Dell's stance on AMD: Look but don't touch

Dell CEO Kevin Rollins acknowledges that the PC maker leaned toward AMD chips recently but says Intel's now back in the saddle.

John G. Spooner
John G. Spooner Staff Writer, CNET News.com
John Spooner
covers the PC market, chips and automotive technology.
3 min read
Dell and AMD might never be a match.

Dell--the only major PC maker that doesn't currently use Advanced Micro Devices' chips in at least one product line--on Wednesday confirmed that after leaning toward AMD chips in 2004, it's now leaning in the other direction. Dell continues to sell only computers with Intel Inside.

Kevin Rollins, Dell's CEO, told attendees of the Goldman Sachs Technology Investment Symposium in Phoenix that Dell looked harder at AMD during Intel's difficulties in 2004. He also predicted promising days ahead for AMD.

AMD has "done some nice things, and they are making some headway," Rollins said. But "do I think that that's going to be enough to have us move off (of Intel)? Well, now it's looking like no. For a while, it was looking like yes."

Technically, nothing about Dell's stance on AMD has changed. Dell executives' standard response has been that the company constantly evaluates AMD's chips, as well as those from other suppliers, but that it currently has no plans to offer AMD chips in its PCs. That remains the stance, Rollins said.

But during 2004, Dell executives, including Rollins, started following up their standard retort about plans for AMD chips with numerous accolades for the chipmaker, raising speculation that Dell was close to announcing an AMD Opteron server or maybe a desktop based on AMD's Athlon 64 FX chip.

The time may still come
Last October, Rollins and other Dell executives praised AMD for its recent progress. They called it a technology leader in moving standard PC processors to 64-bit addressing and praised its development of dual-core PC processors.

"We believe there will come a time when we use AMD products, too," Rollins said during a November appearance in Boston.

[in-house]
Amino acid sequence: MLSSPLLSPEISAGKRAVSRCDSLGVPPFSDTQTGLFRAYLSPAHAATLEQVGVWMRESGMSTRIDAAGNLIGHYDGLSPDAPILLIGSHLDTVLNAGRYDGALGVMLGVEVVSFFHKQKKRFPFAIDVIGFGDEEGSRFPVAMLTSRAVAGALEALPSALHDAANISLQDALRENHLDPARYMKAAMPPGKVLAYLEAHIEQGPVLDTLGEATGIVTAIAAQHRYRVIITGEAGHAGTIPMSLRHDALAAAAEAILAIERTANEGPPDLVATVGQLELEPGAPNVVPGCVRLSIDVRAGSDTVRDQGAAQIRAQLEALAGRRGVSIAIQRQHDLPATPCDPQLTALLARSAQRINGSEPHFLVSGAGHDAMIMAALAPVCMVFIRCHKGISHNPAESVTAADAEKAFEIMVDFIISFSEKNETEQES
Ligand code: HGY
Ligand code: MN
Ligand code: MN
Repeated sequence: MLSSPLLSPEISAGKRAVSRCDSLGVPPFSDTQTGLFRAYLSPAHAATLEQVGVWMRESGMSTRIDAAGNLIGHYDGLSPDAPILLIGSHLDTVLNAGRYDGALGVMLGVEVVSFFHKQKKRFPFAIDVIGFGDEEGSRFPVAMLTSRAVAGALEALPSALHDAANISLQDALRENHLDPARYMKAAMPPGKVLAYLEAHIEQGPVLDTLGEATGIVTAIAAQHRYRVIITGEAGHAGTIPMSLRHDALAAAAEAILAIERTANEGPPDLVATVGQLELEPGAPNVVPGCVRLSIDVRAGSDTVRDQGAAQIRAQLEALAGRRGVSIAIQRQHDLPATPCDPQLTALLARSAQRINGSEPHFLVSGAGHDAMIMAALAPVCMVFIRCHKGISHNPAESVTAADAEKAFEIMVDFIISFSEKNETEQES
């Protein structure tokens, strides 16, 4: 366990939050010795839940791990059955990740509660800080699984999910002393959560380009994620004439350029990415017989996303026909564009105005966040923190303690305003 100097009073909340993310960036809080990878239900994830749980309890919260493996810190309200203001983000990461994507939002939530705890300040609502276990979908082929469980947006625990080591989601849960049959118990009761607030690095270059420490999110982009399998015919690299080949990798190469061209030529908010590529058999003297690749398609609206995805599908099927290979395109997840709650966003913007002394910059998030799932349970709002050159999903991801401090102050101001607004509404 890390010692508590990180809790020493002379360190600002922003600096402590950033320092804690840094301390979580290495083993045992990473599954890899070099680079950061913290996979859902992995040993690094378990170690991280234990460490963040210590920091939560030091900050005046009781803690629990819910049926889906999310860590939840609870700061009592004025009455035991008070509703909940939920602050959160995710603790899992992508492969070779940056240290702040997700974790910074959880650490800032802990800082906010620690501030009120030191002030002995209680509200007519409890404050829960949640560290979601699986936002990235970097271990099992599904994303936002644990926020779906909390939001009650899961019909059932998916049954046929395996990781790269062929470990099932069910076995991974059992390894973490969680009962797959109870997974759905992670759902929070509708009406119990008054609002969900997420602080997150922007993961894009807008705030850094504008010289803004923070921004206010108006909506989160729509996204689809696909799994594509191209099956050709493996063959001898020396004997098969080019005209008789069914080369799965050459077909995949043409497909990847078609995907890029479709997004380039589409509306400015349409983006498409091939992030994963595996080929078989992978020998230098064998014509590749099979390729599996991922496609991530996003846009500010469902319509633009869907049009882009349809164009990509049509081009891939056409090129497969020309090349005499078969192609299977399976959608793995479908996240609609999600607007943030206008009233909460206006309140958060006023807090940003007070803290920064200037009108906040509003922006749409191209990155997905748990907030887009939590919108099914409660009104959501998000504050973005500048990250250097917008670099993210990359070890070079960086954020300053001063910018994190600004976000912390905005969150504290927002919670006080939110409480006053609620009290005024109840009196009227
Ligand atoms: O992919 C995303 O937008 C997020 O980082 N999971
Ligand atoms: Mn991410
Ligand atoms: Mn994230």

Meanwhile, Intel suffered a number of troubles in 2004. The chipmaker delayed a new version of its main notebook chip, the Pentium M, and pushed back or even cancelled forthcoming desktop Pentiums. But Intel--which also introduced 64-bit extensions into its Xeon server chips and sped up its plans to deliver dual-core processors in 2004--has since turned things around, Rollins said.

Actions such as adding 64 bits and speeding up dual-core development put Dell customers at ease, Rollins said. That, in turn, eased the minds of Dell executives.

"Whenever one of our partners slips on either the economics or...technology, that causes us great concern," he said. "For a while, Intel admittedly slipped technologically, and AMD had made a step forward. When that happens, you're going to see us respond."

Still, it would be premature to say Dell won't move in AMD's direction again in the future, Rollins said.

AMD, for its part, is trying harder than ever to woo Dell. The company has added an ally in Mort Topfer, a former Dell vice chairman who now sits on AMD's board of directors.

Given Dell's new goal of hitting $80 billion in annual revenue--a goal that will require the company to increase its share of the PC market considerably--some analysts believe that it's a matter of time before Dell chooses to build a line of AMD-based computers.

"They have come close many times," Nathan Brookwood, an analyst at Insight 64, said of the companies' relationship recently. "I think of it as Lucy holding the football for Charlie Brown."